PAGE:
So. Manchester, Conn., U.S.A.
The manufacture of silk starts with the reeling of the fine threads from the unpierced cocoons in which the moths have been killed by heat. These threads are made up into skeins, known as raw or reeled silk. Practically no raw silk is produced in the United States. During the year 1912, $80,000,000 worth of raw silk was imported into the United States. The countries from which the raw material is imported are Japan, China, and Italy.
This picture gives us a much closer view of the raw silk as it arrives. The first handling of the raw material is naturally that of weighing and assortnig the skeins.
The Japanese Government, as early as 1896, opened a conditioning house at Yokohama for the purpose of weighing the raw silk and determining its quality. This was done by the government to foster a Japanese export trade in raw silk. The Japanese conditioning establishment has the following functions:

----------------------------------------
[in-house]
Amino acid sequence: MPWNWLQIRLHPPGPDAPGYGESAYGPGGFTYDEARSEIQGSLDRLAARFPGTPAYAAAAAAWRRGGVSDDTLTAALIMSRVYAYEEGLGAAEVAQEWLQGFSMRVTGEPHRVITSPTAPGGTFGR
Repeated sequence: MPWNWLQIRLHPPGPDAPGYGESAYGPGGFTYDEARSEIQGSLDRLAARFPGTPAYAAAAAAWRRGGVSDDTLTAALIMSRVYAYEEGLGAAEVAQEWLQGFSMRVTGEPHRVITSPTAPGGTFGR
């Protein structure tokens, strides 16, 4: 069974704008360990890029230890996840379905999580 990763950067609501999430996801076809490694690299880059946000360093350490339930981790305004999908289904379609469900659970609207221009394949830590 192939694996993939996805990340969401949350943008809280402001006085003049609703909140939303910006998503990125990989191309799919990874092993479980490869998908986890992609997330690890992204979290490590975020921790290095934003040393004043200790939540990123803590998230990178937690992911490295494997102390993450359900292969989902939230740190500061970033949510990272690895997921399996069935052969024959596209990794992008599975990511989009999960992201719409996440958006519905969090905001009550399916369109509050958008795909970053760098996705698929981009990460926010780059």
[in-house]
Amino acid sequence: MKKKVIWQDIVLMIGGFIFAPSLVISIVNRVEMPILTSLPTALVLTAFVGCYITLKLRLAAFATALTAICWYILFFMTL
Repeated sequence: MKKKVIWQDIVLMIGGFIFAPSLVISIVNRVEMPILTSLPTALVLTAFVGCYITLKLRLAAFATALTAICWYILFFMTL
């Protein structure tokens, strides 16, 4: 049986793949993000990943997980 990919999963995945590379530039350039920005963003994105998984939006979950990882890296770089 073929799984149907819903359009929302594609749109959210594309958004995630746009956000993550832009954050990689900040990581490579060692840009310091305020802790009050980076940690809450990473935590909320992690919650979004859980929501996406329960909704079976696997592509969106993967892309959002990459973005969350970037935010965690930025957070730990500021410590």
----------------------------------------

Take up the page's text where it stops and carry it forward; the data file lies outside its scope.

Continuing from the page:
(1) To determine the net weight of silk.
(2) To determine the condition weight of silk; that is, to determine its condition in respect to absorbed water, as silk in a raw state absorbs a large amount of moisture without being manifestly damp, thus making considerable difference in the weight.
(3) To examine the number of breakages by means of re-reeling the silk, and to determine the rate of such breakages per reel.
(4) To ascertain the denier or size as indicated by the number of yards of thread per pound.